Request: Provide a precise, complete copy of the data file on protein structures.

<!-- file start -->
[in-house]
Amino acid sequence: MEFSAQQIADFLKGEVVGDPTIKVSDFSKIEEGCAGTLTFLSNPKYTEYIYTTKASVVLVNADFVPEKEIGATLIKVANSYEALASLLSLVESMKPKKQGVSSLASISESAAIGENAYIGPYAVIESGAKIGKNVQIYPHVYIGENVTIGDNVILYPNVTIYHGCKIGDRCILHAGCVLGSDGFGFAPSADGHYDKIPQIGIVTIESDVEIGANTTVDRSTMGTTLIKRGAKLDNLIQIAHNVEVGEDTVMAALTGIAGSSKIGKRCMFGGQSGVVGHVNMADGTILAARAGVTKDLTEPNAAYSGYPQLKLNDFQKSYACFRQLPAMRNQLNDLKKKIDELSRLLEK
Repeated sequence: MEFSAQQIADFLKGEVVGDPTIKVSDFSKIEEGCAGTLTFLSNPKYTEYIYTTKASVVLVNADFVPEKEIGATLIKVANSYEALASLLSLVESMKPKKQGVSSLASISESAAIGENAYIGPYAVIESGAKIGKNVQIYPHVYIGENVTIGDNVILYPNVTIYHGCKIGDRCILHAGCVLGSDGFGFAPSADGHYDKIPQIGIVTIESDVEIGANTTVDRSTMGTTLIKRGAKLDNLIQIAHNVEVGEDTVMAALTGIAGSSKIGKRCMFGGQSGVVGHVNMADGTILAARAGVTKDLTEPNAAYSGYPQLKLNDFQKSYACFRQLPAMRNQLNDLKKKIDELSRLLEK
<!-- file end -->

[in-house]
Amino acid sequence: MEFSAQQIADFLKGEVVGDPTIKVSDFSKIEEGCAGTLTFLSNPKYTEYIYTTKASVVLVNADFVPEKEIGATLIKVANSYEALASLLSLVESMKPKKQGVSSLASISESAAIGENAYIGPYAVIESGAKIGKNVQIYPHVYIGENVTIGDNVILYPNVTIYHGCKIGDRCILHAGCVLGSDGFGFAPSADGHYDKIPQIGIVTIESDVEIGANTTVDRSTMGTTLIKRGAKLDNLIQIAHNVEVGEDTVMAALTGIAGSSKIGKRCMFGGQSGVVGHVNMADGTILAARAGVTKDLTEPNAAYSGYPQLKLNDFQKSYACFRQLPAMRNQLNDLKKKIDELSRLLEK
Repeated sequence: MEFSAQQIADFLKGEVVGDPTIKVSDFSKIEEGCAGTLTFLSNPKYTEYIYTTKASVVLVNADFVPEKEIGATLIKVANSYEALASLLSLVESMKPKKQGVSSLASISESAAIGENAYIGPYAVIESGAKIGKNVQIYPHVYIGENVTIGDNVILYPNVTIYHGCKIGDRCILHAGCVLGSDGFGFAPSADGHYDKIPQIGIVTIESDVEIGANTTVDRSTMGTTLIKRGAKLDNLIQIAHNVEVGEDTVMAALTGIAGSSKIGKRCMFGGQSGVVGHVNMADGTILAARAGVTKDLTEPNAAYSGYPQLKLNDFQKSYACFRQLPAMRNQLNDLKKKIDELSRLLEK